The summer I officially got on that train, I was close to fifteen. I was petite at nearly 5’3″ and weighed a healthy 124 pounds. I wasn’t too skinny, but in fact curvy and definitely nowhere near fat.
Over the course of that summer, I took all the previous years of experience, cranked them up to a destructive and extreme level and within less than 3 months I shed over 20 pounds. I wasn’t the only one.
That summer and for a couple of years after, I used the buddy system. I’d share my day with a friend who was on the same track. We’d give each other ideas and inspiration for how little to eat, how to redeem a cheating day, what was low in calories, when to skip meals — all the tips and tricks for staying on track. It kept me motivated and excited to keep going.
Today will be a good day to make up for yesterday. Only water. It will be a good day.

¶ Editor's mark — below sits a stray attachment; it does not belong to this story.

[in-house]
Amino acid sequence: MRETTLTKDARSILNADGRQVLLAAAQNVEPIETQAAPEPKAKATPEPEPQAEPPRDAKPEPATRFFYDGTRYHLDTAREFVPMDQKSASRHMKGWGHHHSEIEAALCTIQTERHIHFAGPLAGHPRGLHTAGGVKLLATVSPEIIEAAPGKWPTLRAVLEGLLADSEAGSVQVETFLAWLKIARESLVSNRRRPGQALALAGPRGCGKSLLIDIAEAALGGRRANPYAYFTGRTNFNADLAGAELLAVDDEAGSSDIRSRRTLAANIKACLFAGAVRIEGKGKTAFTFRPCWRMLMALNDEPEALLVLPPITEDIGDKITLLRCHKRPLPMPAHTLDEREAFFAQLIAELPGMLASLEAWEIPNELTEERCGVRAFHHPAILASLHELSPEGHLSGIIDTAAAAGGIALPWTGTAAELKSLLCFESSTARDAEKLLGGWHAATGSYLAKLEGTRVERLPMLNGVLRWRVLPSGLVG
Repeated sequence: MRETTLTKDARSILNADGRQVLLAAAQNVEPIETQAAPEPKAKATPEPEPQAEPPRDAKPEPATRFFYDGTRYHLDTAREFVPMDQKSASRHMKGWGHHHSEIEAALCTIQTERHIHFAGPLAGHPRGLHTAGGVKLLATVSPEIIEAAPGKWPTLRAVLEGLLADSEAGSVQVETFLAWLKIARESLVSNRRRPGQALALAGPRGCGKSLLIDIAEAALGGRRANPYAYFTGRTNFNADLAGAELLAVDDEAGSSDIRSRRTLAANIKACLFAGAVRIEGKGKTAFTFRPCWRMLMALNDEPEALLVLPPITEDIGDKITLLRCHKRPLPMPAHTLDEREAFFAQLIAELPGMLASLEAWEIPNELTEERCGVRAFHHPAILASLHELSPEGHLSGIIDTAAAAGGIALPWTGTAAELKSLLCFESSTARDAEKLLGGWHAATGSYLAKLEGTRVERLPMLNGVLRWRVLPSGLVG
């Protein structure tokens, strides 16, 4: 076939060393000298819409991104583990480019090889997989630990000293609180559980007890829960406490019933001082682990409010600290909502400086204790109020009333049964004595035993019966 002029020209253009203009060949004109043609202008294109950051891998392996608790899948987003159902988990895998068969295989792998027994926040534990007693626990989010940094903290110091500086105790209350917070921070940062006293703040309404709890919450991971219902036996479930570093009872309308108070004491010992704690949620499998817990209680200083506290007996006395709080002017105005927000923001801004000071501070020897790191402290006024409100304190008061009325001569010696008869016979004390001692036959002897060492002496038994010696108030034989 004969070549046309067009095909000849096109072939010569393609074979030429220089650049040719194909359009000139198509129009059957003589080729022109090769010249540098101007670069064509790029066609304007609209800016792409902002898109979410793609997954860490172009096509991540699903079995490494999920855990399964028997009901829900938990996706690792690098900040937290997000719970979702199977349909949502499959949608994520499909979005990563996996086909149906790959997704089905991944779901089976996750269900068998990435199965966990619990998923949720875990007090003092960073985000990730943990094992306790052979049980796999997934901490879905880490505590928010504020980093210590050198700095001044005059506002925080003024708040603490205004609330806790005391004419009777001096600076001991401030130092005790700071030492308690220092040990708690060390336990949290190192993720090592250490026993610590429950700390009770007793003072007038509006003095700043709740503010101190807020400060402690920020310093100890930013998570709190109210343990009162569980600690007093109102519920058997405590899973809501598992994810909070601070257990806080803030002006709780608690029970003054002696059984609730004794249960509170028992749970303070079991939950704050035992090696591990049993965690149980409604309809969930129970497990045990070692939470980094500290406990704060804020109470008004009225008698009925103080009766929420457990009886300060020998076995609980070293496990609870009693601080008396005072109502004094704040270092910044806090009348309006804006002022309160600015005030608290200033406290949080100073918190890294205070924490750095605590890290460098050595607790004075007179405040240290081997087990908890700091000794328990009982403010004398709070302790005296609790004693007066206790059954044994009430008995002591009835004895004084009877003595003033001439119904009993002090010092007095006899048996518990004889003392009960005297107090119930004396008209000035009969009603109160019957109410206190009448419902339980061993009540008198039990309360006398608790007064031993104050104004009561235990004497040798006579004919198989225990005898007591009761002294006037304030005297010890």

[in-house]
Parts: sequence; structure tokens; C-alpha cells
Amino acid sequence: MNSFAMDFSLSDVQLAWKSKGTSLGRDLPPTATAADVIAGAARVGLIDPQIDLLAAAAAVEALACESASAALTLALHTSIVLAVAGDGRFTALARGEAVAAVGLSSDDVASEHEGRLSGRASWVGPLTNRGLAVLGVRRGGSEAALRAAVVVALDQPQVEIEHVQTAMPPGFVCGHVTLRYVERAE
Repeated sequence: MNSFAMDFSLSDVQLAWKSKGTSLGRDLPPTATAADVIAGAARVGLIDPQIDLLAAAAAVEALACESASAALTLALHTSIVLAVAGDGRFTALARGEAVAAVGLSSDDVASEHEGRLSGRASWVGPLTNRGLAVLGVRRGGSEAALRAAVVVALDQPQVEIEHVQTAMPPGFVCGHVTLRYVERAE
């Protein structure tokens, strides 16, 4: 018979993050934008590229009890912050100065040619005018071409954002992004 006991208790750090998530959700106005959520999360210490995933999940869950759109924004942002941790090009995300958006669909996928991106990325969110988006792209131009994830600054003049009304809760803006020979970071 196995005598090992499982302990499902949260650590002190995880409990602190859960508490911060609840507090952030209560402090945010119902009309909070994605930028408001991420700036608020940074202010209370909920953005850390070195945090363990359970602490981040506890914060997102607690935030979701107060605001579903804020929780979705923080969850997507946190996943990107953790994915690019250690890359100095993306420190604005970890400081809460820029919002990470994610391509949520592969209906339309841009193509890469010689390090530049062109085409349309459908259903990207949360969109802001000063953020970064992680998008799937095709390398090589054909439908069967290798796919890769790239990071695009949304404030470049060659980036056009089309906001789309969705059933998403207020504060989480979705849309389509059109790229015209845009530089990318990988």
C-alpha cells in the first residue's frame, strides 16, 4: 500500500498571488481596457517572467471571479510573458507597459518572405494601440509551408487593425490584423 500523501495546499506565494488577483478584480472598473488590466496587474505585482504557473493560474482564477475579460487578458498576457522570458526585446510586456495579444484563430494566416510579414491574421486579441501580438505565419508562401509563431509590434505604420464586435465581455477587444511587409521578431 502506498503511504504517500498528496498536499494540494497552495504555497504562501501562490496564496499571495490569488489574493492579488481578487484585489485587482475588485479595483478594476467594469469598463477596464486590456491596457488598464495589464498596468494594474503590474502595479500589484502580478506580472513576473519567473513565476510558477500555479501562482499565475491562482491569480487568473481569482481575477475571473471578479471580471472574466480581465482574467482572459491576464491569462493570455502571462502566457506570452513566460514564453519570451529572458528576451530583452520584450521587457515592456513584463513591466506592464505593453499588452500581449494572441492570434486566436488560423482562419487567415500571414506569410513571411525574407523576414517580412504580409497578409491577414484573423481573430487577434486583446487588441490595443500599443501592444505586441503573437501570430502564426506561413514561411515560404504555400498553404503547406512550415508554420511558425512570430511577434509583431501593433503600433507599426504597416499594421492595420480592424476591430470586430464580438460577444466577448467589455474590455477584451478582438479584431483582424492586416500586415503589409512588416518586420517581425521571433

I did ridiculous things like eating only on Mondays, Wednesdays, Fridays and Sundays. I had days where I only ate low-fat, high sugar candies or marshmallows. Cherry-flavored Laffy Taffy was one of my favourites. I had days where I only drank hot chocolate or sweet tea, and then there was the exercising.
As I mentioned, I have always loved to move, dance, run around and play, but with my mission to burn calories and lose weight, I went over the top.
Over that one summer I’d go to cheerleading (yeah, that’s right) practice 3-4 times per week for 2-3 hours. I’d then go home and wrap myself in garbage bags (I learned this from my high school wrestling friends), hide them under a sweat suit and I’d run at least a mile or two around the neighbourhood — the hotter the temperature outside, the better.